That’s where his path took an unexpected turn. Carlson missed three field goals in his second career game, including two in overtime. He was released the next day,
Carlson was a few months into a marriage, unemployed and stuck in a lease in Minneapolis unsure of the next step in his career.
“There’s really no way to know how to navigate all that,” he now recalls. “But having a great support system of family and friends around to support and encourage us helped. And for me, it was just get back to work and train. Then figure out how to earn that confidence back.”
The Raiders called a month later and the rest is history.
”Obviously, it’s not fun to go through those lows at the time,” Carlson said. “But now looking back I see it helped me grow as a person and a football player more than maybe if I had just made one of those kicks and stayed on the team. I think it worked out for good, but that doesn’t take away from it. It sucked at the time.”
It also may have fueled his further quest for perfection. There was a time, particularly in college, where he would scroll through social media comments after missing a kick and let the words impact him.
“I remember one time thinking, ‘Yeah, maybe I do suck,’” he said. “But a lot of times it’s like a 12-year-old saying it to you. At this point, my value and my perception of myself isn’t through someone else’s eyes, be it on Instagram, or a fan, or a fan of the other team. It’s not always easy, but it just comes with maturity.”
Success no accident
It also comes from success, which happens through confidence, which comes from preparation. To Carlson, they are all related. It’s a philosophy shared by Cole, a Pro Bowl punter and Carlson’s holder. “I really believe confidence comes from preparation,” Cole said. “If you have confidence without the work behind it, I think that’s kind of just ignorance.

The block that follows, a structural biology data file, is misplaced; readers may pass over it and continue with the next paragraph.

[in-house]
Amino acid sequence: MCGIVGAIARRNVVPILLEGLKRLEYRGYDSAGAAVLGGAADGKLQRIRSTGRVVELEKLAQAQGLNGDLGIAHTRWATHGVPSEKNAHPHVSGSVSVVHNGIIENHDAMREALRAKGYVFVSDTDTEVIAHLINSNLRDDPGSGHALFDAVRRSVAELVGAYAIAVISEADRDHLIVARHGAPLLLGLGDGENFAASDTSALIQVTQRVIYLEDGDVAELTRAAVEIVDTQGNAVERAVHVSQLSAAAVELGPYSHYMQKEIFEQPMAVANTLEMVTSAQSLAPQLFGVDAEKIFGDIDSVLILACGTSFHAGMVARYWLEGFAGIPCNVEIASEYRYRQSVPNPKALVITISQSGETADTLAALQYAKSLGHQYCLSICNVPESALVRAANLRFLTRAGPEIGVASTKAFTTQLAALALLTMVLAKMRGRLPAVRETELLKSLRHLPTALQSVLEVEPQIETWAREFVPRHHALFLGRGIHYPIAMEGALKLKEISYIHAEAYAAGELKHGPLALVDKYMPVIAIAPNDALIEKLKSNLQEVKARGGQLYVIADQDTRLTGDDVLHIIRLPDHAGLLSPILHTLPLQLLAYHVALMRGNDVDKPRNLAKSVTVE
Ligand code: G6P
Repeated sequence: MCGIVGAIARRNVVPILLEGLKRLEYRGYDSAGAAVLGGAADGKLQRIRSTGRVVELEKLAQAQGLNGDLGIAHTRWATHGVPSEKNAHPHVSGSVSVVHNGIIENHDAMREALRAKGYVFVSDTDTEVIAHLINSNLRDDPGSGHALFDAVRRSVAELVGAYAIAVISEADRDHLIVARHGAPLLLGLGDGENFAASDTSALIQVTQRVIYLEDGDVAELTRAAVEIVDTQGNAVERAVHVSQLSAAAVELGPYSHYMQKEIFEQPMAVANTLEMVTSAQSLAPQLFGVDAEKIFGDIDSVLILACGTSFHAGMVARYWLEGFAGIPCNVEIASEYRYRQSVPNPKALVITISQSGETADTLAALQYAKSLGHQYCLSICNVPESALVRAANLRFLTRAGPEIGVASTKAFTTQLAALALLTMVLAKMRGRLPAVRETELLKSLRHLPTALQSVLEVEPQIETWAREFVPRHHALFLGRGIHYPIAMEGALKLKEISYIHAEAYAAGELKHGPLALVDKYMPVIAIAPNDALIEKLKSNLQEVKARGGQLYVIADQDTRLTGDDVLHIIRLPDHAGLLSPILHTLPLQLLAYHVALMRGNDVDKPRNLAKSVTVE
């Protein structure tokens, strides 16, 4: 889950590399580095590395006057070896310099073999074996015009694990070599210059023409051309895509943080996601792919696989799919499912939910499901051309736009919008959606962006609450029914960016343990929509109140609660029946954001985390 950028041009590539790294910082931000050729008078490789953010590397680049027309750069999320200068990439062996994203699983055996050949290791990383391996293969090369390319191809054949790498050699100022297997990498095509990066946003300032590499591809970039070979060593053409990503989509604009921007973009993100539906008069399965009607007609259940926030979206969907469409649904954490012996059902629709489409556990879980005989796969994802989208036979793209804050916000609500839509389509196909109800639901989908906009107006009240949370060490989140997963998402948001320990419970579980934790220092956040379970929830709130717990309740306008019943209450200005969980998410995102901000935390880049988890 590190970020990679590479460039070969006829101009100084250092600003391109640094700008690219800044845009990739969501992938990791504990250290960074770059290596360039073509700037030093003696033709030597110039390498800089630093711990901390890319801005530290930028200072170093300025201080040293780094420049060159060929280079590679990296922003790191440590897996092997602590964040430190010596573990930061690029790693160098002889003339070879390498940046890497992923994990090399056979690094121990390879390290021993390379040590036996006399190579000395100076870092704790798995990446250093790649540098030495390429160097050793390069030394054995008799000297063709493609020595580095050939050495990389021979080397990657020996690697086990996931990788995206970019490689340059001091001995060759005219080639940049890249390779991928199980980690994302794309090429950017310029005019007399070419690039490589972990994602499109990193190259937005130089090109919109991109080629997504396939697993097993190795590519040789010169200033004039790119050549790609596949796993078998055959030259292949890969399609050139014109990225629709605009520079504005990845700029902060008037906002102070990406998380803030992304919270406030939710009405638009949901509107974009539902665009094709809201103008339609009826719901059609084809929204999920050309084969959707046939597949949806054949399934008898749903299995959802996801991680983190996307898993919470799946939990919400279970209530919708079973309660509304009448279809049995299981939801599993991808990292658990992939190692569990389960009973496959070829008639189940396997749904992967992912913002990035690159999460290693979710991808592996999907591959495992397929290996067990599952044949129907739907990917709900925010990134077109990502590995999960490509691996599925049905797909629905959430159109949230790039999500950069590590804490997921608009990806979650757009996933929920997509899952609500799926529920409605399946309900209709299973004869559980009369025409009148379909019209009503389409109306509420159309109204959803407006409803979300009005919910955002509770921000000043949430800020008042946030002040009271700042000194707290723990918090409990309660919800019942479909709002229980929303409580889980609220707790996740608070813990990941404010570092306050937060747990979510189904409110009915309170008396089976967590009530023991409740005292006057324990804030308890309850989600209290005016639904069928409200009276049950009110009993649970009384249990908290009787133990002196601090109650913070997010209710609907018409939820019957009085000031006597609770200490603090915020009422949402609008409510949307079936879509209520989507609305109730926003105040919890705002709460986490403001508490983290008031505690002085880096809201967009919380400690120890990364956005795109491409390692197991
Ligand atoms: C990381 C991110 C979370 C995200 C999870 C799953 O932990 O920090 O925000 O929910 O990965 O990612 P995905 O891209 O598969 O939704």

“He goes to game day and walks out on that field knowing whether the kick goes in or not, he’s done everything he possibly can to put himself in the best position to succeed.”
Still, Cole is impressed by his friend’s accomplishments.
“I’ve probably been on a field with at least half the kickers in the league and all I can say is don’t take Daniel Carlson for granted,” Cole said. “He’s one of one. There aren’t guys like him just sitting on shelves. He’s a unique player for sure, and it’s so fun to just go out there and hold for him and watch him cook.”
Typically, that means holding the ball and watching exactly where it was placed and at what angle, along with how Carlson’s foot struck it in case he has a question. Cole can usually tell whether the kick is good or not just from the sound because of how consistent their routine has become.
It’s why Carlson’s comment during that preseason game caused such a reaction between them on the field.
“Usually I just kick it and watch it go through and go high-five guys,” Carlson said.
Same thing. Every time.
Draft: Vikings, fifth round, 2018
Career stats: 111/127 FG, 134/141 XP
This content was originally published here.